The second segment is brutally satirical and disturbing, it involves a dinner party where the hostess has killed her husband in an act of self-defense before the guests have arrived, including once again an utterly energetic and dead on performance by AJ Bowen as Lewis, who was probably completely demented before he watched the signal. This story has a lot of themes running underneath it, and is truly a sick and twisted work, and one that will make you nervous just watching, very effective. It also introduces a little insight into the way the signal activates jealousy receptors in some who become exposed to it, even creating hallucinations in the subjects about their spouses. Not to mention the fact that the hostess has killed her husband, and Mya basically left Lewis to die in the apartment, the film is filled with dysfunctional relationships, and underneath the actual horror of the film is a whole mess of psychologically messed up people clinging desperately to sick relationships. This installment also features a torture segment that is probably one of the most disturbing acts I've ever seen committed to film (actually this was filmed with video) and is art once an homage to "Reservoir Dogs". Perhaps a sly point is made about torturing at Guantanamo Bay, and the way this behavior is seemingly accepted in this new violent world we have lived in since 9/11, not to mention the fact that it is a man (Lewis) torturing a woman.
The third segment involves Mya's attempt to escape the hell that is Terminus.
This film certainly isn't to everyone's taste. It is brutally violent and the violence is truly quite hard to watch at times, it is an extreme vision rooted loosely in 70's exploitation horror films as much as it is in debt to screwball comedies, "The Signal" is a clever and subversive commentary on the role media plays in our lives and the way it can also be a hugely destructive force since we have allowed it to become such a 'monster'.
The world of "The Signal" is a nightmarish vision of paranoia that is certainly a reflection of the society we are becoming. "The Signal" is a Marshall McCluhan bloodbath, a twisted and surreal modern day fable that we haven't seen the likes of since perhaps David Cronenberg's "Videodrome", and the underlying theme is very important, since I don't think most people realize how much our world is actually shaped and utterly manipulated by the media. Because of the global village we now live in, where Breaking News is literally in our vest pocket, we have all also become unwitting participants as we take pictures with our cell phones of a fire or flood and submit them to an online news source under the all encompassing moniker 'iReporter'. Not to mention how distant we have all become as the news blows up stories of psychopaths and sex deviants that become a mere entertainment series to be watched every week for our own amusement. When you really think about it the world is in a constant state of panic (very much like the exaggerated world of chaos depicted in the film) because of the media, and it's enough to make you want to stock up on some extra duct tape in case of an emergency.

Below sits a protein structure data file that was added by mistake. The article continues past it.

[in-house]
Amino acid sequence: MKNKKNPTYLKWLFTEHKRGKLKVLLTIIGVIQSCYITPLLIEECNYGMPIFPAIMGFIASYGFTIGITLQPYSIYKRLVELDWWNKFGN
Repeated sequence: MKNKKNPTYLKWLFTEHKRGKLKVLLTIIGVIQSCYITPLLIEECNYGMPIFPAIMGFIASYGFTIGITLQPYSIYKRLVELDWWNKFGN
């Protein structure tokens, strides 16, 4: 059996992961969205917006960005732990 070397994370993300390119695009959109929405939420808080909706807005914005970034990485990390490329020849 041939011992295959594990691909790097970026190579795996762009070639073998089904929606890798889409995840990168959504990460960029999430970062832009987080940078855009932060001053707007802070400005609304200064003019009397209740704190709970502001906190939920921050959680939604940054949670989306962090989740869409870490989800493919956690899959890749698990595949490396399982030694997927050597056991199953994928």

The film features a transfer that is based on elements that are fairly crude so as such it looks fairly grainy and is a little bit all over the place just as the filmmakers intended. This isn't a title that will wow you and it doesn't break new ground as far as the realm of home video is concerned, but this Blu-ray certainly captures the look and feel the filmmakers ended up with and therefore it is a fine transfer, the shocking nature of the film certainly makes one forget the limitations of the budget, and of course the independent and underfunded vibe of this ultraviolent film is what makes it rise above others in the genre anyway. In other words it looks kind of like "Twenty Eight Days Later" (actually better) because it was filmed with video, and it also has three different directors and is very experimental as far as the camera work and directing style. So while there is certainly a high level of clarity, this release is all over the place, and purposely so, and the budget limitations are also the reason the black levels aren't as inky as you may be accustomed to, instead offering several shades of grey at times. Like the film, the transfer is a bit erratic.